One of the most popular New Year’s resolutions that is also one of the hardest to stick to is the focus on being healthier and more active. When you’re prescribed oxygen therapy it’s common to believe you will no longer be able to exercise which, often times, is not the case.
Staying active when you have been diagnosed with COPD is a great way to stay on top of your health. What’s more, working out with an oxygen concentrator has incredible health benefits aside from providing you the therapy you need. Most simply, oxygen helps you to get the most out of your work out.
If you’re interested in burning more calories, building muscle quicker, improving circulation, strengthening your respiratory muscles, and most importantly decreasing some COPD related symptoms; it’s time to get active!
Easier said than done, right? What if you could trade your 15 pound tank for a unit that weighs less than 3 pounds? Wouldn’t that make exercising so much easier? Well, meet the Inogen One G4, this perfect work-out companion makes exercising an easy and more pleasant experience.
Weighing in at an impressive 2.8 pounds with single battery, this popular portable is one of the smallest and lightest concentrators on the market today making it an ideal work-out partner. Give us a call at 888-360-9628 to see if the G4 is right for your oxygen and exercise needs!
Get started today! The hardest part of any resolution is to simply start. Below you’ll find 3 of our favorite and less intensive exercises that are great to get you started. As always, check with your doctor before making any changes to your health related habits.
Walking may seem simple, but it’s top on our list due to the fact that it is relatively low-impact and low resistance. Another great thing about walking is that it is completely free to do. Take a walk around your house, yard, neighborhood, local mall, and more. You don’t need any special equipment aside from your concentrator and your own two feet! Scientists have found that patients who maintained moderate or high level(s) of exercise— which in most cases equated to a walking regimen — were hospitalized only 53 percent as often as those who didn’t walk regularly(1).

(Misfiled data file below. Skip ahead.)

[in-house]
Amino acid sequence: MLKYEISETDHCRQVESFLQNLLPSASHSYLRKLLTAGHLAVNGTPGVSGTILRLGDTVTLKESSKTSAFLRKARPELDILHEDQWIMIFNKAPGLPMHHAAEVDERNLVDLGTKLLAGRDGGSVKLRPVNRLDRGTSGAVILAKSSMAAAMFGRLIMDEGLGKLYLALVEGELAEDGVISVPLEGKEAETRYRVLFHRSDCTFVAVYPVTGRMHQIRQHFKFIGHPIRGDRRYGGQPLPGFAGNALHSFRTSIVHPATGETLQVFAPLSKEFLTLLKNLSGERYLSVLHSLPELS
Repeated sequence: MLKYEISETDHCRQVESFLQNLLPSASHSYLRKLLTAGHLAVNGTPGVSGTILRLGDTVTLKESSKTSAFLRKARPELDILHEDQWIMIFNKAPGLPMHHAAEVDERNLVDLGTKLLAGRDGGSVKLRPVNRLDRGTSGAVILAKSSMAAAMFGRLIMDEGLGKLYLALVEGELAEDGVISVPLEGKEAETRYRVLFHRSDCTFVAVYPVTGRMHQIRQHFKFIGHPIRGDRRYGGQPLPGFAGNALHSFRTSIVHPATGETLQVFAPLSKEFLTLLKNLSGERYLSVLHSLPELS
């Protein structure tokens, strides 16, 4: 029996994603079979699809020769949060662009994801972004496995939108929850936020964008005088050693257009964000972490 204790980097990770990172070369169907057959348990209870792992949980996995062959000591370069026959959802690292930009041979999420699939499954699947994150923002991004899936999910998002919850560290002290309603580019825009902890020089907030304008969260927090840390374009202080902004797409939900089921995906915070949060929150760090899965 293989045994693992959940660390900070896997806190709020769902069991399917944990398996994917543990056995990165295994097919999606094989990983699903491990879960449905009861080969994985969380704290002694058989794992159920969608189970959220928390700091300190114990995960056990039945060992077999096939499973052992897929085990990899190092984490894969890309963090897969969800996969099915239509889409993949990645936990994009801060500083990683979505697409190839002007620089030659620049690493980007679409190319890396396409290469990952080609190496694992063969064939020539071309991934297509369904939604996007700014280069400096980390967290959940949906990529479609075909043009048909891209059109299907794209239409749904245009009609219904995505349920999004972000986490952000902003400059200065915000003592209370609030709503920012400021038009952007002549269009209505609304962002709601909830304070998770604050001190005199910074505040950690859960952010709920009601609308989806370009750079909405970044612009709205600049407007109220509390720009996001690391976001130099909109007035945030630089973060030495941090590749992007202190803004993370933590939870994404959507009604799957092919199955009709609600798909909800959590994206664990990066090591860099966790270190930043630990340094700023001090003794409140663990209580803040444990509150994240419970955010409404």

If you suffer from allergies or other environmental related irritants it’s always important to check the AQI or Air Quality Index (Click Here to Read More about AQI) and the weather before your walk. Always be sure to check with your doctor prior to starting any new exercising and health related habits.
2. Arm Curls
Believe it or not, there are exercises you can complete while remaining seated and they will still be an effective way to improve your overall health! One great example of this style of exercise is the classic arm curl. Simply hold the weights are your sides, palms forward, and lift toward your chest, keeping elbows down, and exhaling slowly. (See the example below)
Lifting weights helps you to build strength, muscle mass, and muscle efficiency. Building muscle mass helps teach your body to use oxygen more efficiently and thus can help improve your COPD related symptoms. Don’t worry, you don’t have to do any serious lifting, even a moderate weight used regularly can help to strengthen your muscles overtime.
Always be sure to check with your doctor prior to starting any new habits.
3. Exercise Bike
Exercise bikes have been around for years and may seem like an outdated piece of equipment, however, they’re a great choice for someone with back, knee, joint, or COPD related issues. Exercise bikes help to strengthen your leg muscles, and works to improve your overall health and endurance.
There are many different styles of exercise bikes available, many of our patients prefer a Recumbent bike. A Recumbent bike is a stationary bike that is reclined, with the peddles directly beneath you, allowing you to stretch out your legs. This style is generally less intensive and a favorite for those with knee related issues.
As always, check with your doctor prior to starting any new exercise habits.
Remember: Always speak with your doctor before beginning any new health related habits. If you have questions regarding your ability to preform these exercises, please speak with your doctor directly.